Let-down headaches

Many migraine sufferers complain of headaches on weekends, vacations, or after a period of stress. Researchers at the Montefiore Medical Center in the Bronx confirmed this observation by observing 17 migraine patients. The patients completed over 2,000 twice daily diary entries about their headaches and the amount of stress they had. The doctors found that patients had 20% higher chance of developing a migraine 12 to 24 hours after their mood changed from “sad” or “nervous” to “happy” or “relaxed”. There are several possible explanations for this phenomenon. One, is that some people have a certain amount of control over their headaches and do not allow themselves to have a headache when they know that they have to perform important functions, but as soon as this demand ends, they pay for the stress by getting a headache. Another possibility is that sleeping longer on weekends, vacations, or after the stress is over, triggers a migraine. Migraine sufferers can be very sensitive to changes in their sleep schedule with both too much and not enough sleep being a trigger. Weekend headaches can be also triggered by caffeine withdrawal – drinking your first cup of coffee at 10 instead of 8 in the morning.

  1. Dr. Mauskop says: 04/24/201512:10 pm

    If your insurance allows only 9 tablets a month you can get more generic Imitrex (sumatriptan) for $1.50 a pill – check GoodRx.com for a local pharmacy that has this price (with a coupon offered on this site). You do need a doctor’s prescription.

  2. Minnie says: 04/24/201511:38 am

    I have the same migraine schedule (and theories) as Nicole above. It’s Friday morning, I’m at work, and I can feel the migraine already starting up. Last Friday I was so sick with one, vomiting and the whole thing, I couldn’t make it to work. Unfortunately my boss never gets headaches so he thinks I’m just angling for a 3-day weekend. I also don’t have migraines on vacation or even if I’m just home from work a few days. I don’t really sleep more on those occasions, but I do get up a lot later, just waking up naturally at a decent hour. I really believe it has to do with the hour I’m forced to get up (4:00 a.m.). After 5 consecutive days of it, my head just says “exploding, in one…two…” Imitrex works only about half the time, and being only given 9 pills a month, that never even covers it. I just wish doctors would take this more seriously. Thankfully my allergist has no qualms about prescribing it, but internists I’ve seen are always hesitant. I don’t get it.

  3. Tamara Schmitz says: 02/15/20153:23 pm

    I also suffer from let down migraines. they usually start on sat night or early Sunday morning and continues into Monday, and sometimes Tueday. Then I’m good again until Sat or sun . It’s very frustrating and would do anything to stop this cycle.

  4. Nicole Kitson says: 08/09/20124:25 pm

    Todd, You do have a good point about migraine sufferers not really being able to control their headaches. If I had a choice, I would not spend every Friday evening in bed with a migraine but instead with family or friends doing something fun. It’s good for my career that I don’t miss a lot of work for migraines but not so great for family life and marriage that I suffer on weekends and those areas are the most important in my life. I actually think it is likely that I get them on the weekend as I’m just tired out from the week but who knows. Before I was on Topomax I got them during the week as well but now typically just on Friday evenings. Although lately sometimes on a Thursday or Saturday evening instead of the Friday. I just had two weeks off work and was migraine free. Not sure if was the increase in sleep I got, the lack of sitting at a desk all day, better climate on the west coast where I was or the lack of stress. My new migraine strategy is to win the lottery so I can quit working, lol!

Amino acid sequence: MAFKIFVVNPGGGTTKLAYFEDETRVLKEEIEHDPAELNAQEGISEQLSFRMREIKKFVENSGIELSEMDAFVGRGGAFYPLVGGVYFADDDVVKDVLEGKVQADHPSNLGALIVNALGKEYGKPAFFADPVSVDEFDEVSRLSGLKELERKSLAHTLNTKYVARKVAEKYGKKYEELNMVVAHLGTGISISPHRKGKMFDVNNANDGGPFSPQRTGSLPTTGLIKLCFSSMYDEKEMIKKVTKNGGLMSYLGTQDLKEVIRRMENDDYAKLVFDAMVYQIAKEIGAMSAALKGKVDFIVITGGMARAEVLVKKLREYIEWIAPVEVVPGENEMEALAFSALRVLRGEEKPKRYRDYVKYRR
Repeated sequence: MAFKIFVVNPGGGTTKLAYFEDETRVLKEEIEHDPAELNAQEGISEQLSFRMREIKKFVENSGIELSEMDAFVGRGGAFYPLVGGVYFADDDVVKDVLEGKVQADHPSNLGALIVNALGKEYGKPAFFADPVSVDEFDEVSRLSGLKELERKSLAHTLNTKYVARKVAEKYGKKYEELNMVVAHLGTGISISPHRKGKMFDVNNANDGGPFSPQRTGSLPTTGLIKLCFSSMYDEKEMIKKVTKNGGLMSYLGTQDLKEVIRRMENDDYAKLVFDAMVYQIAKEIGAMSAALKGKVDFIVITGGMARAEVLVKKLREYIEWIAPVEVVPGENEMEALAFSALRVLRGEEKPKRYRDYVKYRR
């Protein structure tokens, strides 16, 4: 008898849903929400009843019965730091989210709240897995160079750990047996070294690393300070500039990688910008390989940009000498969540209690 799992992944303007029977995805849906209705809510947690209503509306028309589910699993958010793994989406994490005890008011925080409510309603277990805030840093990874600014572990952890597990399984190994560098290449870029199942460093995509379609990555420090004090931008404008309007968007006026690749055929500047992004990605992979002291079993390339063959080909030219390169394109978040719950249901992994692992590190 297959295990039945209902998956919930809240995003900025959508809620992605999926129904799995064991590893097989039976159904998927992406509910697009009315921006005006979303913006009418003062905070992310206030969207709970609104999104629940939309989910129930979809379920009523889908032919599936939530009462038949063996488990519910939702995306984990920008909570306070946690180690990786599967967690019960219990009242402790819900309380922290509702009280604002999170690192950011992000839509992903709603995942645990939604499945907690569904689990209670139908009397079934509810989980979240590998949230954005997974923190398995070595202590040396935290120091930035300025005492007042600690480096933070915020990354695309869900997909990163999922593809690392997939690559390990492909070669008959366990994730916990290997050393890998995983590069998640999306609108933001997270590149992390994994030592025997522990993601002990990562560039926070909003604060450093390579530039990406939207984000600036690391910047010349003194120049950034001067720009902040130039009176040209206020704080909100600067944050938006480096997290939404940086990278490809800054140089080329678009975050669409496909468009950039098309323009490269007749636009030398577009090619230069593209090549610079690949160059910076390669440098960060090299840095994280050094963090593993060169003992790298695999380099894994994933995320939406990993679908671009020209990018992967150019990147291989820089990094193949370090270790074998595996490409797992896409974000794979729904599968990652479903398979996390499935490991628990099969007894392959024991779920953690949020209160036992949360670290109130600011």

5. Todd says: 08/03/20124:50 pm

    It’s nice to see discussion & recognition/acknowledgement of “Let-down headaches.” As a migraine headache sufferer for more than 30 yrs and having an extensive family history of migraines (apparent FHM w/aura variant that becomes chronic migraine for those that have it in my family), it has been frustrating to see how this can be sometimes easily dismissed. I can understand how changing everyday routine can affect triggering a migraine, but to say that some people have a certain level of control seems unlikely to me even if it the “control” could be unconscious. There are similar things that “need to get done” on the weekends just like during the week, but I might get a migraine on the weekend regardless. Not to mention, if there is something planned that I view as enjoying, I still have the same chance of getting a migraine no matter how much I would like to have control over not having it. Like Adam above , my weekend/weekday routines are very similar -same amount of sleep, caffeine, etc. Also, while I understand the literature around exercise and biofeedback, I have not found these to be effective for me. To argue that we (migraineurs) are able to control the migraines in some fashion or another is frustrating in the sense that it blame on the patient for not taking appropriate steps that could prevent migraine. For example, it can be construed that a person gets migraine because s/he doesn’t exercise enough or doesn’t eat right. This is very frustrating to someone like me. I get migraine because I am genetically prone to getting them. It’s as simple as that. I wish more (research) would be done to understand this. We spend so much time debating behavior and diet in treating migraine, but so little in actually understanding the pathophysiological roles in triggering them. $15 million/year funding by NIH for research is pathetic for an ailment that affects such a large amount of the population and the possibility that it’s being spent on research where people are telling me that my migraines are essentially my fault because of my lifestyle or that I can control my headaches if I behave differently is extremely frustrating.